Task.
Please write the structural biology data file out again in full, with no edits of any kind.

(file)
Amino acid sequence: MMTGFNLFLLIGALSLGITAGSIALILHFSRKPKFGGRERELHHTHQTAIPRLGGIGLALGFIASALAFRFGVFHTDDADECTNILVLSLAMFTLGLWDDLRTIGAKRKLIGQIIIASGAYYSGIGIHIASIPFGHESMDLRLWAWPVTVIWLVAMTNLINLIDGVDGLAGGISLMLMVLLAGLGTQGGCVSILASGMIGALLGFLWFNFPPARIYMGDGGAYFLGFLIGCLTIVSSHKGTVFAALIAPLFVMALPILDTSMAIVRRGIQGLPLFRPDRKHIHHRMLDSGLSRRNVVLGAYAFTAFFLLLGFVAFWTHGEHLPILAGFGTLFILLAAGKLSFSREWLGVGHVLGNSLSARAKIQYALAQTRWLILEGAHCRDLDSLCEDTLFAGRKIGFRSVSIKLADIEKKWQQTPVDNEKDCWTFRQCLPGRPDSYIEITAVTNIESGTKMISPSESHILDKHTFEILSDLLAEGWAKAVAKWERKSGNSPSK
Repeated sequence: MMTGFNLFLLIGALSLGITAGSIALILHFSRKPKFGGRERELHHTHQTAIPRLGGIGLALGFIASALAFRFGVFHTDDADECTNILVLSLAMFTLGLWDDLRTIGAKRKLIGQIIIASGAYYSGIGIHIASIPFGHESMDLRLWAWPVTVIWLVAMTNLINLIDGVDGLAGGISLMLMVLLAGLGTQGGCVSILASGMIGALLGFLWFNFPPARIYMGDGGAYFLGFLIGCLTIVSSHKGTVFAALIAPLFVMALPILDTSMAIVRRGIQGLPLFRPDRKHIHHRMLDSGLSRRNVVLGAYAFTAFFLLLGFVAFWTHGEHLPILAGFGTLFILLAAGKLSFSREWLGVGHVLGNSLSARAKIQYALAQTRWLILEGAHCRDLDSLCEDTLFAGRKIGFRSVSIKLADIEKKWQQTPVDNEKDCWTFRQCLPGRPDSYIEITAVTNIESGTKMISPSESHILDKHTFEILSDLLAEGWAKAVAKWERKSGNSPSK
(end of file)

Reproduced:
Amino acid sequence: MMTGFNLFLLIGALSLGITAGSIALILHFSRKPKFGGRERELHHTHQTAIPRLGGIGLALGFIASALAFRFGVFHTDDADECTNILVLSLAMFTLGLWDDLRTIGAKRKLIGQIIIASGAYYSGIGIHIASIPFGHESMDLRLWAWPVTVIWLVAMTNLINLIDGVDGLAGGISLMLMVLLAGLGTQGGCVSILASGMIGALLGFLWFNFPPARIYMGDGGAYFLGFLIGCLTIVSSHKGTVFAALIAPLFVMALPILDTSMAIVRRGIQGLPLFRPDRKHIHHRMLDSGLSRRNVVLGAYAFTAFFLLLGFVAFWTHGEHLPILAGFGTLFILLAAGKLSFSREWLGVGHVLGNSLSARAKIQYALAQTRWLILEGAHCRDLDSLCEDTLFAGRKIGFRSVSIKLADIEKKWQQTPVDNEKDCWTFRQCLPGRPDSYIEITAVTNIESGTKMISPSESHILDKHTFEILSDLLAEGWAKAVAKWERKSGNSPSK
Repeated sequence: MMTGFNLFLLIGALSLGITAGSIALILHFSRKPKFGGRERELHHTHQTAIPRLGGIGLALGFIASALAFRFGVFHTDDADECTNILVLSLAMFTLGLWDDLRTIGAKRKLIGQIIIASGAYYSGIGIHIASIPFGHESMDLRLWAWPVTVIWLVAMTNLINLIDGVDGLAGGISLMLMVLLAGLGTQGGCVSILASGMIGALLGFLWFNFPPARIYMGDGGAYFLGFLIGCLTIVSSHKGTVFAALIAPLFVMALPILDTSMAIVRRGIQGLPLFRPDRKHIHHRMLDSGLSRRNVVLGAYAFTAFFLLLGFVAFWTHGEHLPILAGFGTLFILLAAGKLSFSREWLGVGHVLGNSLSARAKIQYALAQTRWLILEGAHCRDLDSLCEDTLFAGRKIGFRSVSIKLADIEKKWQQTPVDNEKDCWTFRQCLPGRPDSYIEITAVTNIESGTKMISPSESHILDKHTFEILSDLLAEGWAKAVAKWERKSGNSPSK